Founded in 1963, family-owned and operated Pats Peak offers affordable pricing and runs for all ability levels. Located 25 miles from Concord, NH, Pats Peak has nine glade areas with 11 lifts providing access to almost 30 trails and slopes. With a vertical drop of 770 feet, there’s something for everyone here, with about half the mountain appropriate for beginners and the rest a mix of intermediate, advanced, and expert. Pats Peak also has an advanced snowmaking system to guarantee great snow all winter long. And, unlike many other resorts, 100 percent of the mountain is lit for night skiing, making it easy to hit the slopes after work. The resort also hosts off-season summer weddings and receptions. Wedding options include ceremonies and receptions at the base of the mountain and a Summit Ceremony Skyride Package to wed on the summit of Pats Peak.

Gunstock Mountain Resort

Boasting a 1,340-foot vertical drop and 55 trails, Gunstock Mountain Resort, less than an hour from Concord, NH, is one of the larger resorts in the region. Head to the top for stunning views of Lake Winnipesaukee from 2,200 feet. Gunstock Mountain offers separate areas for novice skiers and a highly reviewed learning program. Most of the mountain suits intermediate and advanced skiers, with a few black-diamond runs in the mix. Throw in 22 acres of freestyle terrain, a large Nordic park, and a tubing hill, and it’s easy to see why this resort is so popular with locals. Some off-season resort activities include camping, zip lines, and hiking.

Ragged Mountain Resort

Just outside Danbury, and less than an hour from Concord, NH, Ragged Mountain Resort boasts 250 skiable acres and 57 trails. It’s also got one of the area’s only six-person, high-speed chairlifts. With a 1,250-foot vertical drop, there are trails for all levels at Ragged Mountain; difficulty levels range from novice to advanced. Beginners will particularly appreciate the two courses at the top of the mountain, a rare feature at most ski resorts that place beginner trails lower. In addition, the resort offers slope-side lodging for those who want to take a snowy staycation. Ragged Mountain Resort also boasts several venues for summertime weddings and celebrations.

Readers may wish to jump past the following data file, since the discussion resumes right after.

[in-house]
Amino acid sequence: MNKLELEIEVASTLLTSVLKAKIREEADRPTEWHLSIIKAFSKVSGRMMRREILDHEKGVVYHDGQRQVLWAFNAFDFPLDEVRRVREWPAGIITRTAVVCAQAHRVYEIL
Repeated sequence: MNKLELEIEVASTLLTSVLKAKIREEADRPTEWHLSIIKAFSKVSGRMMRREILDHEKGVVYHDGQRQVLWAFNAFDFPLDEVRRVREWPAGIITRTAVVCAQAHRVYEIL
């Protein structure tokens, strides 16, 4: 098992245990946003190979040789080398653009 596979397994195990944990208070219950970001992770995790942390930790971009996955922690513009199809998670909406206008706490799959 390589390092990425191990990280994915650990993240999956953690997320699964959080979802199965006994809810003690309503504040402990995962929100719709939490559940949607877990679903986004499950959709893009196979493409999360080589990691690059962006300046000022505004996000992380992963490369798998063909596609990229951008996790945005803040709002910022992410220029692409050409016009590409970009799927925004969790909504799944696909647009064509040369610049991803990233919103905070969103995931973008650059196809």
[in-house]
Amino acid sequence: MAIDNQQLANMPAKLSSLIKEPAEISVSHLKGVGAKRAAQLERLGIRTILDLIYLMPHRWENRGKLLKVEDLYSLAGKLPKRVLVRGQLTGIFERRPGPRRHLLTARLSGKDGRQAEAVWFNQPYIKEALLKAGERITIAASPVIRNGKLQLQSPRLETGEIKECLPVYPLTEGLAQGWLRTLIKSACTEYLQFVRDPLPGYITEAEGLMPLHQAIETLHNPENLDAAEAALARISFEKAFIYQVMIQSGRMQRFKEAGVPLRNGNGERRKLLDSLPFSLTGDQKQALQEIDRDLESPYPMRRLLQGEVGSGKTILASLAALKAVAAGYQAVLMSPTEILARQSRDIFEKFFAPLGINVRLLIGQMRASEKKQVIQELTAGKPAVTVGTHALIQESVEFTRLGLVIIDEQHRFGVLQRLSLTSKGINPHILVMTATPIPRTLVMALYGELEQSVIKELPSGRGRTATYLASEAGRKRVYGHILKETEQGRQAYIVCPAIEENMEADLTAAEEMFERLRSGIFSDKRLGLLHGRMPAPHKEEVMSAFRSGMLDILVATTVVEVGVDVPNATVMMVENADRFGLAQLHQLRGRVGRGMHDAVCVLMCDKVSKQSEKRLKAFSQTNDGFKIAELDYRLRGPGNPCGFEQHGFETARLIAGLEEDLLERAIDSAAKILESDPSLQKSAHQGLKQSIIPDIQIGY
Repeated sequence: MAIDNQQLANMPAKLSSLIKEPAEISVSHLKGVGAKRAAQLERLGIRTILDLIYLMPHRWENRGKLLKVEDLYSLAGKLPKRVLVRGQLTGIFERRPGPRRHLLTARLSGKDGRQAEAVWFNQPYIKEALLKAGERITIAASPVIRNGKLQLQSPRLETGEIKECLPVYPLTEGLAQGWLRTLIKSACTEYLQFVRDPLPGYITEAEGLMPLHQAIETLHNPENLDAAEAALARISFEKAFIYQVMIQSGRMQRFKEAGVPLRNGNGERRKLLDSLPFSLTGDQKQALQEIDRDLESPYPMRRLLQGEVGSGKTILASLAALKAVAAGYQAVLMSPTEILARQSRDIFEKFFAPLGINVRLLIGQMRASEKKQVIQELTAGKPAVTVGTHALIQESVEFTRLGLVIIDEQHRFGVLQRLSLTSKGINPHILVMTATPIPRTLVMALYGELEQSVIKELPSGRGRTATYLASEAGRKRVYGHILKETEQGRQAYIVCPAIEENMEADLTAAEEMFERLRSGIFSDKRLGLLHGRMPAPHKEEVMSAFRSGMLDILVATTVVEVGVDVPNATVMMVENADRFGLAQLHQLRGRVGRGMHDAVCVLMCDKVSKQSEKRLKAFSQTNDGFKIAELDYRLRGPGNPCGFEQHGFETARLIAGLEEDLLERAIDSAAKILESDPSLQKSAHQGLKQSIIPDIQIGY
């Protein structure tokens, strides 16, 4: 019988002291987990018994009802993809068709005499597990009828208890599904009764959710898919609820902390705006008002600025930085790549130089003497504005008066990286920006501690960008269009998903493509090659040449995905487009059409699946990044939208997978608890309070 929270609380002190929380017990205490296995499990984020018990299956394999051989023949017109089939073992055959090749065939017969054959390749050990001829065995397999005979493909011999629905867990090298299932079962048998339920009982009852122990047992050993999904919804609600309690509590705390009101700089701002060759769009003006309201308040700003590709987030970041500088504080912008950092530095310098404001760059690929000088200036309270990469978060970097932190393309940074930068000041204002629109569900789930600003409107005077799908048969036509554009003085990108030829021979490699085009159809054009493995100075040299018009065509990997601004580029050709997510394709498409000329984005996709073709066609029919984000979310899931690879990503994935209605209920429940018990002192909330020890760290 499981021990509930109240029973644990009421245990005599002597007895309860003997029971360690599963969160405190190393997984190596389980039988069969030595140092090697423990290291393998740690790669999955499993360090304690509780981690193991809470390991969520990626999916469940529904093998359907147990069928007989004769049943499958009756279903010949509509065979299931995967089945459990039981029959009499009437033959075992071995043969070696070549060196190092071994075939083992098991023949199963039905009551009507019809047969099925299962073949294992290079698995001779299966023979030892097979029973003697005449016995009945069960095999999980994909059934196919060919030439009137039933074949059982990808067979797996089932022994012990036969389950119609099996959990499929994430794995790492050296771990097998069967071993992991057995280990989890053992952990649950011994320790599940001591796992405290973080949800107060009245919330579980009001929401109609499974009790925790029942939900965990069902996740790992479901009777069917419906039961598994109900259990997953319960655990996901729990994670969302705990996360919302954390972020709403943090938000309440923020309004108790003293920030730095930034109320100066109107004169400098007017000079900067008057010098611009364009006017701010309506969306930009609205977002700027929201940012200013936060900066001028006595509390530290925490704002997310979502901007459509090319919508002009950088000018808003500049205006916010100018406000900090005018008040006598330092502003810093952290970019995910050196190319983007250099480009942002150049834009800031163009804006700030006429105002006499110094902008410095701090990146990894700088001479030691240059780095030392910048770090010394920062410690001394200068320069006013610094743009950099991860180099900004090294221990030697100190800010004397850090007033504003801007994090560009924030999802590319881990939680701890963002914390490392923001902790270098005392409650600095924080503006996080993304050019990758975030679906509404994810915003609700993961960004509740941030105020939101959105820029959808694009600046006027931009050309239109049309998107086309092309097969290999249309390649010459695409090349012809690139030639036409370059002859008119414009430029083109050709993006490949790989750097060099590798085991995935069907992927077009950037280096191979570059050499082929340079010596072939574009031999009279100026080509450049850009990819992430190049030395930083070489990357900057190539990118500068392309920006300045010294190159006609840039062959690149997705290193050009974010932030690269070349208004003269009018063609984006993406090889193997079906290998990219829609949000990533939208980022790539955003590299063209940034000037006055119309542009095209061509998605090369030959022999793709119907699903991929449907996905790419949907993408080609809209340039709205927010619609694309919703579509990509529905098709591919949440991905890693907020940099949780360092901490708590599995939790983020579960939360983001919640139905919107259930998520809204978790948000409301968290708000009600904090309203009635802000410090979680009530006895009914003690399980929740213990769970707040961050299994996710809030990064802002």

Crotched Mountain Resort

New Hampshire’s southernmost resort, Crotched Mountain Resort, is an excellent destination for intermediate and advanced skiers. The resort’s 1,000-foot vertical drop excites those who want challenging trails. There’s also a separate area for novice and beginning skiers and snowboarders. Crotched Mountain offers all-mountain night skiing, with 100 percent of the courses lit up. The resort also boasts three freestyle terrain parks with varying levels of difficulty. Just outside of Bennington, New Hampshire, this popular resort offers a restaurant and lodge and state-of-the-art snowmaking equipment to ensure lots of the white stuff.

Move to New Hampshire

If you love snow sports, New Hampshire is a dream destination in the winter. And if you’re planning on moving to New Hampshire, you’ll love choosing from more than a dozen ski areas within easy driving distance. 

Contact us to find out how we can help plan your move so that you can enjoy New Hampshire and the outdoors in no time.

Friluftsliv and Hygge: How to Get Through the Long Winter Ahead

As anyone living in a four-season climate knows, winters are chillingly long, cold and grey. People run from building to car to house as quickly and efficiently as possible. Everyone is less apt to look up as they are to hurry to get someplace warm. It’s insular on a good day so it’s important to build in ways to both get outdoors and cozy up the indoors. 

Friluftsliv Revels in the Outdoors